What is it? asked the Countess in a low voice.

Only Spencer again,' replied the Earl, coming up quite close to his wife. "Always in some scrape. Now he has been fighting, and is

wounded. They have sent to me because his father has just returned to England.'

Very unfortunate,' remarked the Countess. But her husband could scarcely wait to hear it. “Mr. Gray will take me to the Hotel.-Oh, I forgot your sister; she must not be left without you.'

No one shall be admitted. Allow me to do you so slight a service, Lady Pendyne,' said Robin.

'If Miss Gray will not mind it,' replied the Countess. It is only a step to the Hotel de

'I do not mind it,' said Amy, with a smile. "The children will amuse me.

'I shall hope to see you again, Miss Gray. Farewell. You reside, I believe, with Mr. and Mrs. Easdale ?'

“Yes,' replied Amy. When their only daughter lost her young sisters and brother, I was invited to be her companion in the nursery.'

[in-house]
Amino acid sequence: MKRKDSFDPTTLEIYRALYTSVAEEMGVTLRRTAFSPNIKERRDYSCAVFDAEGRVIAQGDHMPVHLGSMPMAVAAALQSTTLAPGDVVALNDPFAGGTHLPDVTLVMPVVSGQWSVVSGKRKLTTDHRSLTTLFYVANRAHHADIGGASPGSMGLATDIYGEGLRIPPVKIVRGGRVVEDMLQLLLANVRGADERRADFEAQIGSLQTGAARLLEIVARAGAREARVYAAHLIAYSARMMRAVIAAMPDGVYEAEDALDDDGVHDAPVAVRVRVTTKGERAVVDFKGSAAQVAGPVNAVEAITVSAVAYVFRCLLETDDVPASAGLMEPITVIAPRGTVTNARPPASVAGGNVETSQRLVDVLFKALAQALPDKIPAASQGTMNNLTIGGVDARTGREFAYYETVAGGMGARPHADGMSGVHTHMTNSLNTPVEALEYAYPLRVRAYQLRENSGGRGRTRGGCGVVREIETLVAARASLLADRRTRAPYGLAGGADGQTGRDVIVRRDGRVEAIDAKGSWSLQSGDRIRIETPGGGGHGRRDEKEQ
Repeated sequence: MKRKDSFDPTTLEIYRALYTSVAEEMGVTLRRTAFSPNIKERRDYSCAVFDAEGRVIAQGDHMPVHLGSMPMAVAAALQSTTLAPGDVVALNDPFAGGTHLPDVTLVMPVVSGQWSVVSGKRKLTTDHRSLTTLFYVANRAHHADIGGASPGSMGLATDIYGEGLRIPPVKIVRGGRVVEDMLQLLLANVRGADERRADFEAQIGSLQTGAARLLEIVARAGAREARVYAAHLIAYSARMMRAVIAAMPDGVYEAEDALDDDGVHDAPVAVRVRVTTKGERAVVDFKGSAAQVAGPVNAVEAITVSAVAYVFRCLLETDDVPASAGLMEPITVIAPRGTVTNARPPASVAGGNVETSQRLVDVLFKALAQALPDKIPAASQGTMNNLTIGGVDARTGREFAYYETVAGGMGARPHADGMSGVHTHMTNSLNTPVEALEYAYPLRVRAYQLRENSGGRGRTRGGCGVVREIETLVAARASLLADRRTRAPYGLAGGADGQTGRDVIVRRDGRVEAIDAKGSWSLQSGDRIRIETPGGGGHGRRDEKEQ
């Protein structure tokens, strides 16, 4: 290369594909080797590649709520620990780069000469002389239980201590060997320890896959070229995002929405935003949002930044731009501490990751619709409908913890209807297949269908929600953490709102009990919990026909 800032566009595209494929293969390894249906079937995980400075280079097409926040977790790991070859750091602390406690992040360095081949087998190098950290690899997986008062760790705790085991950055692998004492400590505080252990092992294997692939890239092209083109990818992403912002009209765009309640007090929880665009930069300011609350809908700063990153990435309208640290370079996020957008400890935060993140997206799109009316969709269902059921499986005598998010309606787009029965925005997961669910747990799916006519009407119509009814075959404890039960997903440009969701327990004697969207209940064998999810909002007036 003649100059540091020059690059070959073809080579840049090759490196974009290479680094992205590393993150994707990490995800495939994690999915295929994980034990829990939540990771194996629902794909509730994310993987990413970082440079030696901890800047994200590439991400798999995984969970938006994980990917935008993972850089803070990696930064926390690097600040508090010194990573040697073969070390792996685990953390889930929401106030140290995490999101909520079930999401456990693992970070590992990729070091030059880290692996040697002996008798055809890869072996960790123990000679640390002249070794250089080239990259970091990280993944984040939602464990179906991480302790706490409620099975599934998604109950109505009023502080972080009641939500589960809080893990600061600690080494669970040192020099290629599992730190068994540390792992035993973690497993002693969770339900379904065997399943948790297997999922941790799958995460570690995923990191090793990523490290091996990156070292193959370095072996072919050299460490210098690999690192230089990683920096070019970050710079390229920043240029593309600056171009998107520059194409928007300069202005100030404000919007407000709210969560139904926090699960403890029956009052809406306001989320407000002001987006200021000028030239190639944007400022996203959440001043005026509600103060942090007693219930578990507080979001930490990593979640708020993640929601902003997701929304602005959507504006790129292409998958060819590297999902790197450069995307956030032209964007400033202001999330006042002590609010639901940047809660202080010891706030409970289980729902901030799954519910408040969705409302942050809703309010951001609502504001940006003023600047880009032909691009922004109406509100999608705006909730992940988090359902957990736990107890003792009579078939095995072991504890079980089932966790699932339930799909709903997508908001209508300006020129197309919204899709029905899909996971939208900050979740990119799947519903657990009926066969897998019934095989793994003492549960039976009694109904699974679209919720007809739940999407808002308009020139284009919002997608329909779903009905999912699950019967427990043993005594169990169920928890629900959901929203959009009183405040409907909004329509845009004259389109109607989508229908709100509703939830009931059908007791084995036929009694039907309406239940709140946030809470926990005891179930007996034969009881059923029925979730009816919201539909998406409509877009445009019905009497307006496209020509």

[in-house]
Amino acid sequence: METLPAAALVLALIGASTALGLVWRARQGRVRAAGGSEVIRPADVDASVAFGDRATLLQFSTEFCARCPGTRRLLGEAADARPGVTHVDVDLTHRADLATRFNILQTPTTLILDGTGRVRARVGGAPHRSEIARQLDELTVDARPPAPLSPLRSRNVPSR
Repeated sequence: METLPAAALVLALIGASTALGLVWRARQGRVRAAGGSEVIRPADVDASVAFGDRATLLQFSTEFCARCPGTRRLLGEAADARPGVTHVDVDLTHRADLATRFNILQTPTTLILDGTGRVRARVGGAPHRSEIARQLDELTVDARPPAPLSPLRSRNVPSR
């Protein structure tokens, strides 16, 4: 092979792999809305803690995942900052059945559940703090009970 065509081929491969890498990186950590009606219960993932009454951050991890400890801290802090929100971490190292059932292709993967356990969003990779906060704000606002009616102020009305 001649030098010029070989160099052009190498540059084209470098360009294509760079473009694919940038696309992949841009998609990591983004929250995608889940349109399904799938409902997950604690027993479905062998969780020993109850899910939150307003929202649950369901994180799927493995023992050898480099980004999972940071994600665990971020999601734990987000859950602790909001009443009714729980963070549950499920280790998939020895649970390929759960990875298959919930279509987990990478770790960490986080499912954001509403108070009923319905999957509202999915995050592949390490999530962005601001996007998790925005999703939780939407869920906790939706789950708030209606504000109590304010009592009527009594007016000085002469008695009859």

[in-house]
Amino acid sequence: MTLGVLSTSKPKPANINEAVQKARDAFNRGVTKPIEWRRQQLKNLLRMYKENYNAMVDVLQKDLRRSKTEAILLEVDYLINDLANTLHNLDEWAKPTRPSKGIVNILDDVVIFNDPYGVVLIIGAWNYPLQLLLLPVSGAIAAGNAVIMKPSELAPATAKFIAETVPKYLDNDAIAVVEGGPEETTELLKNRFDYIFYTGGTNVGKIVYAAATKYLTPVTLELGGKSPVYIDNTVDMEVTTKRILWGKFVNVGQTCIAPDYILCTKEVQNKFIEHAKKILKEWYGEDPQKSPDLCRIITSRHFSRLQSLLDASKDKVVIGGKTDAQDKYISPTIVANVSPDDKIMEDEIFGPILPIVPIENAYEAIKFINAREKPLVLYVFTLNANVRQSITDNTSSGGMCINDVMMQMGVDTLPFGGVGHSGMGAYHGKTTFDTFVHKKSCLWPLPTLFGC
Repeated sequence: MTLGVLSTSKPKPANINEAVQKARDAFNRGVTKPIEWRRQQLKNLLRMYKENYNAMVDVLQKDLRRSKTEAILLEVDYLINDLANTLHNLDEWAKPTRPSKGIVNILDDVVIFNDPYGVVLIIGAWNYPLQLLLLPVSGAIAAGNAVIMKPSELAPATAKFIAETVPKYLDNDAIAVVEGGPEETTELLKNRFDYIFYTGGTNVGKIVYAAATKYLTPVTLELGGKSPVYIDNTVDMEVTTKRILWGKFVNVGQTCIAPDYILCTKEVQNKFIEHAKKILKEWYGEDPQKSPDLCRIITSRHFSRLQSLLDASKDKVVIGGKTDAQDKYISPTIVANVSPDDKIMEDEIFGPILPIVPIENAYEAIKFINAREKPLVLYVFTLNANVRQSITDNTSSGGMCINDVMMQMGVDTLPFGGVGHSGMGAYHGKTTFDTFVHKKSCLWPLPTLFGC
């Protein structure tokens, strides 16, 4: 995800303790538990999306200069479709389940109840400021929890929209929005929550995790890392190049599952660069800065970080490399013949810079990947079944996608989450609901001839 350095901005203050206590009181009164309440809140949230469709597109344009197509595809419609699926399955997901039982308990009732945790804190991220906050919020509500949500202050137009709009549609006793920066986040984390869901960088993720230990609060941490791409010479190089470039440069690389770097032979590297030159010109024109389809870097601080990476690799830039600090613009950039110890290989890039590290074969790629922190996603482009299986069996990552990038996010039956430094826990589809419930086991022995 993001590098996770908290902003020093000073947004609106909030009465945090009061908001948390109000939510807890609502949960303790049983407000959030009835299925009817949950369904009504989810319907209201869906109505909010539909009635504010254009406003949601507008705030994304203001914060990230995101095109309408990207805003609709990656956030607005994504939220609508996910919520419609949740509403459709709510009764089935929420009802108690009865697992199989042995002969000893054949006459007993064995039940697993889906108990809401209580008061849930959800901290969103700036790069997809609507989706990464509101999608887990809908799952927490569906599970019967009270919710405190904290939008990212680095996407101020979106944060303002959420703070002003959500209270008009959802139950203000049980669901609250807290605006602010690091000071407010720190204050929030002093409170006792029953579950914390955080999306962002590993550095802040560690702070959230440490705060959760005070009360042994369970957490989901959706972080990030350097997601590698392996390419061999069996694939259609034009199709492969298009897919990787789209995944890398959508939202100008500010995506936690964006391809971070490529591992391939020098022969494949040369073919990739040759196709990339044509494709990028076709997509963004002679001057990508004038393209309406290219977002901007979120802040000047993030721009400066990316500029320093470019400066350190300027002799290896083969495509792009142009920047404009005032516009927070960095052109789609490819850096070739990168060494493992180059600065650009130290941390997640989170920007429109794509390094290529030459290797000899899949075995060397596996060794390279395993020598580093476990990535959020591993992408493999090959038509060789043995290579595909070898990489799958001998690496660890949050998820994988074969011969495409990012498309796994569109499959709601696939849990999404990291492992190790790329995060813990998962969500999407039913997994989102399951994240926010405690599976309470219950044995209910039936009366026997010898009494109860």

'I can feel for them,' said the Countess, with a sigh, alluding to the bereaved parents ; ' but I should think that all that another could do to supply their losses, you could do, Miss Gray, with great readiness.'

• They make me very happy by saying so, sometimes,' replied Amy.

• I can understand it.' Lady Pendyne put out her hand very kindly, and left the studio under Robin's escort.

(To be continued.)

POLYGLOTT PARSING.

CHAPTER VI.

DECLENSIONS OF NOUNS AND ADJECTIVES.

1 St. TIMOTHY, vi. 10.
Ρίζα γάρ πάντων των κακών εστιν η φιλαργυρία.
Radix enim omnium malorum est cupiditas.
Perciocchè radice di tutti i mali è l'avarizia.
Porque raiz de todos los malos ès la avaricia.
Car l'amour des richesses est la racine de toutes sortes de maux.
For the love of money is the root of all evil.
Denn Geiz ist eine Wurzel alles Uebels.

Gertrude. One word at least runs through all.
George. What-riza, a root?

Elvira. And how curious it is to see the changes in the word. The Latins put a d for a 2, and changed the place of the vowels.

Polly. The Latin z was pronounced dz—the Greek softly, more like ;. Elvira. So that my raiz is very like the Greek riza.

* Riza gar panton tõn kakón estin hỏ philarguria.

Florence. But radice is almost radix; as indeed I suspect that my Italian sounds much more like what Virgil talked than Mark's great solid hard ray-diks.

Mark. For shame, Florence! I talk Latin like a sensible Englishman, and nothing else.

Polly. Like nothing else, as you observe. Look at the spelling of Florence's word, and you will see the likeness.